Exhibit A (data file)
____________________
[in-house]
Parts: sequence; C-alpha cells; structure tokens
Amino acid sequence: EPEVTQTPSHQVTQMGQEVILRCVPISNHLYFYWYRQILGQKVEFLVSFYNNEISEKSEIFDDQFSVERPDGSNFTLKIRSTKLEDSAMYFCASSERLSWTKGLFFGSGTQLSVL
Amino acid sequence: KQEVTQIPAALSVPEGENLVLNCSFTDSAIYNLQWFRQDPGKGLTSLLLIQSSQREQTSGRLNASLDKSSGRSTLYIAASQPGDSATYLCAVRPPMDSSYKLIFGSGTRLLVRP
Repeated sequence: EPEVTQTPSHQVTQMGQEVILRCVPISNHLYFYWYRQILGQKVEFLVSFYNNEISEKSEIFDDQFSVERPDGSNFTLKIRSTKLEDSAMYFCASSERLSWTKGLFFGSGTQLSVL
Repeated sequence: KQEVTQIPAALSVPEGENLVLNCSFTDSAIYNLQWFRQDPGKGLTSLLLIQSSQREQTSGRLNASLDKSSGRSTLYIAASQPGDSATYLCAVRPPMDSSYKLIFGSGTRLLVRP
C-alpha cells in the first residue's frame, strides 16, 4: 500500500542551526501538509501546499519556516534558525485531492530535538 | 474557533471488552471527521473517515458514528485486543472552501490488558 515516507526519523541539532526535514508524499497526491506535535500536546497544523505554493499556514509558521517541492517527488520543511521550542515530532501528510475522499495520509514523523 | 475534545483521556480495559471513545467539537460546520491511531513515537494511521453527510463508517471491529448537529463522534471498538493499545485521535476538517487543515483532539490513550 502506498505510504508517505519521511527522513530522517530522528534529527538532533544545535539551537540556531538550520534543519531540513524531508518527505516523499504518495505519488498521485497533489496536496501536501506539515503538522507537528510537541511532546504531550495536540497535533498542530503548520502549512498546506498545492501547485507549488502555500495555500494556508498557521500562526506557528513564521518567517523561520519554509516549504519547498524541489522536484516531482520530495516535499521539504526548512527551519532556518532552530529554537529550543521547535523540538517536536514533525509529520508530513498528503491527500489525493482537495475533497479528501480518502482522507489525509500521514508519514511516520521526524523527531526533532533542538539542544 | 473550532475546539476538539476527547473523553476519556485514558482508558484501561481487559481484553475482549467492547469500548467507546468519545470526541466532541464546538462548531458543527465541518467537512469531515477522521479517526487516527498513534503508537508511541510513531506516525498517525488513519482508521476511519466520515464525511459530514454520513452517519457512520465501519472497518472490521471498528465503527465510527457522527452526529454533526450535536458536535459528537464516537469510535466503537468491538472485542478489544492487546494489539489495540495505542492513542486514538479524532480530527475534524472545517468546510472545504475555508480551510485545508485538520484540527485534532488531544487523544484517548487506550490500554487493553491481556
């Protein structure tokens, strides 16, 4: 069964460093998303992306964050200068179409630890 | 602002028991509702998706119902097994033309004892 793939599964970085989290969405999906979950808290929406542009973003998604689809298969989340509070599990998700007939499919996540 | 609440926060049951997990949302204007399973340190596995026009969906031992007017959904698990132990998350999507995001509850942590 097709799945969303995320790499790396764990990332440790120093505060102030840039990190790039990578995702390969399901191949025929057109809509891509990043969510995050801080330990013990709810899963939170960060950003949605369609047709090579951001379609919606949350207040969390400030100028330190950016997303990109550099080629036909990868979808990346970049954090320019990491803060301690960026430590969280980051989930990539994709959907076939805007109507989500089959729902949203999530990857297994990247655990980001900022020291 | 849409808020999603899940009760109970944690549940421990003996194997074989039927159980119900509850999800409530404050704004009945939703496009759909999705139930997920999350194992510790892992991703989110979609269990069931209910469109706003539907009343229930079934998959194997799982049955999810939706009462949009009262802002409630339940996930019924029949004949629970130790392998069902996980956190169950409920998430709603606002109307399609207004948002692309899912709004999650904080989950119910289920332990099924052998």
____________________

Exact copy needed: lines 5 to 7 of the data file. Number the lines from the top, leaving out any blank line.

Repeated sequence: EPEVTQTPSHQVTQMGQEVILRCVPISNHLYFYWYRQILGQKVEFLVSFYNNEISEKSEIFDDQFSVERPDGSNFTLKIRSTKLEDSAMYFCASSERLSWTKGLFFGSGTQLSVL
Repeated sequence: KQEVTQIPAALSVPEGENLVLNCSFTDSAIYNLQWFRQDPGKGLTSLLLIQSSQREQTSGRLNASLDKSSGRSTLYIAASQPGDSATYLCAVRPPMDSSYKLIFGSGTRLLVRP
C-alpha cells in the first residue's frame, strides 16, 4: 500500500542551526501538509501546499519556516534558525485531492530535538 | 474557533471488552471527521473517515458514528485486543472552501490488558 515516507526519523541539532526535514508524499497526491506535535500536546497544523505554493499556514509558521517541492517527488520543511521550542515530532501528510475522499495520509514523523 | 475534545483521556480495559471513545467539537460546520491511531513515537494511521453527510463508517471491529448537529463522534471498538493499545485521535476538517487543515483532539490513550 502506498505510504508517505519521511527522513530522517530522528534529527538532533544545535539551537540556531538550520534543519531540513524531508518527505516523499504518495505519488498521485497533489496536496501536501506539515503538522507537528510537541511532546504531550495536540497535533498542530503548520502549512498546506498545492501547485507549488502555500495555500494556508498557521500562526506557528513564521518567517523561520519554509516549504519547498524541489522536484516531482520530495516535499521539504526548512527551519532556518532552530529554537529550543521547535523540538517536536514533525509529520508530513498528503491527500489525493482537495475533497479528501480518502482522507489525509500521514508519514511516520521526524523527531526533532533542538539542544 | 473550532475546539476538539476527547473523553476519556485514558482508558484501561481487559481484553475482549467492547469500548467507546468519545470526541466532541464546538462548531458543527465541518467537512469531515477522521479517526487516527498513534503508537508511541510513531506516525498517525488513519482508521476511519466520515464525511459530514454520513452517519457512520465501519472497518472490521471498528465503527465510527457522527452526529454533526450535536458536535459528537464516537469510535466503537468491538472485542478489544492487546494489539489495540495505542492513542486514538479524532480530527475534524472545517468546510472545504475555508480551510485545508485538520484540527485534532488531544487523544484517548487506550490500554487493553491481556